Bob Sullivan Gravatar

Bob Sullivan

In Personal Finance, Identity Theft and Scams

Bob Sullivan is author of the New York Times best-sellers Gotcha Capitalism and Stop Getting Ripped Off. His stories have appeared in The New York Times, the Wall Street Journal, and hundreds of other publications. He has appeared as a consumer advocate and technology expert numerous times on NBC’s TODAY show, NBC Nightly News, CNBC, NPR’s Marketplace, Terry Gross’ Fresh Air, and various other radio and TV outlets. He helped start MSNBC.com and wrote there for nearly 20 years, most of it penning the consumer advocacy column The Red Tape Chronicles. See more at www.bobsullivan.net. Follow Bob Sullivan on Facebook or Twitter.

How an Old Checking Account Can Come Back to Haunt You

Managing Debt

How an Old Checking Account Can Come Back to Haunt You

How an Old Checking Account Can Come Back to Haunt You

Old checking accounts can become troublesome if you’re not paying attention to them. Whether they’re overdrawn before you move on to another account or become overdrawn because you’re not monitoring them regularly, they can leave you on the hook for debt. If you’re not careful, old bank accounts can even affect your credit and the... Read More

Why Do People Rent?

Mortgages

Why Do People Rent?

Why Do People Rent?

Homeownership is one of the holy grails of adult life. Or is it? These days, you may find yourself choosing to rent a home instead of buying. Laying down roots in one place, taking on a 30-year mortgage and teeing up for the maintenance and expenses involved in owning property may not fit into your... Read More

Americans STILL Aren’t Saving for the Future

Redirected

Americans STILL Aren’t Saving for the Future

Americans STILL Aren’t Saving for the Future

Unemployment is low and the stock market is high, two signs which might lead some to believe the U.S. economy is on a roll. But there’s a hidden danger lurking within economic data that suggests trouble could be looming; Americans aren’t saving for the future. Again. The personal savings rate, which had risen sharply in... Read More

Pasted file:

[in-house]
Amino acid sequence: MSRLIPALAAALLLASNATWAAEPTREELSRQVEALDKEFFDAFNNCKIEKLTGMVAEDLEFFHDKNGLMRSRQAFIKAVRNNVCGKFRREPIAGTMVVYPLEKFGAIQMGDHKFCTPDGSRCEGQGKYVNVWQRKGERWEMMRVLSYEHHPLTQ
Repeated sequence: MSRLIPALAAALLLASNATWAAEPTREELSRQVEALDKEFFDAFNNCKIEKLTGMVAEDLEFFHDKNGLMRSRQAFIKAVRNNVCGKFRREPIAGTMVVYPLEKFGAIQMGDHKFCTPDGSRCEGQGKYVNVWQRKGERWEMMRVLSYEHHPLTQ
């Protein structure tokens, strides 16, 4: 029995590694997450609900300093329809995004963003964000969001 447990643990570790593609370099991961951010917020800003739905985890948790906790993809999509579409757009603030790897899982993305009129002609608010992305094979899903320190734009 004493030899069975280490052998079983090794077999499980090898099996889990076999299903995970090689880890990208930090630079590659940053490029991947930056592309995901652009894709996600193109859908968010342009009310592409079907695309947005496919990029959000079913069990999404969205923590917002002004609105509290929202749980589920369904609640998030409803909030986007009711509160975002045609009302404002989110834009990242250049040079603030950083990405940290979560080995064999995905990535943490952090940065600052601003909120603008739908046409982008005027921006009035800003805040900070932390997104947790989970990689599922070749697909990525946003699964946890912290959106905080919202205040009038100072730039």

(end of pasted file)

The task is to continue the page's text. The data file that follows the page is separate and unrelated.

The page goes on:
The Money Advice College Grads Never Get

Personal Finance

The Money Advice College Grads Never Get

The Money Advice College Grads Never Get

Recent college graduates get a lot of advice from a lot of directions. Mom, Dad, school friends, crazy Uncle Harry, the Internet, Instagram. Get a job, take a European vacation, don’t buy a car, move somewhere new, buy a professional wardrobe, go to grad school, follow your dreams, take that job offer now. But you’ll... Read More

Why High Housing Costs Could Unify America

Redirected

Why High Housing Costs Could Unify America

Why High Housing Costs Could Unify America

It’s hard to argue there are deep divisions between Red and Blue states in America, but one thing seems to be bringing the country together: sky-high real estate prices. Americans are fleeing expensive coastal cities, which tend to vote for Democrats, and migrating to cheaper, smaller places in the middle of the country, which tend... Read More

Show Me More by Bob Sullivan

Credit.com receives compensation for the financial products and services advertised on this site if our users apply for and sign up for any of them. Compensation is not a factor in the substantive evaluation of any product.

Hello, Reader!

Thanks for checking out Credit.com. We hope you find the site and the journalism we produce useful. We wanted to take some time to tell you a bit about ourselves.

Our People

The Credit.com editorial team is staffed by a team of editors and reporters, each with many years of financial reporting experience. We’ve worked for places like the New York Times, American Banker, Frontline, TheStreet.com, Business Insider, ABC News, NBC News, CNBC and many others. We also employ a few freelancers and more than 50 contributors (these are typically subject matter experts from the worlds of finance, academia, politics, business and elsewhere).

Our Reporting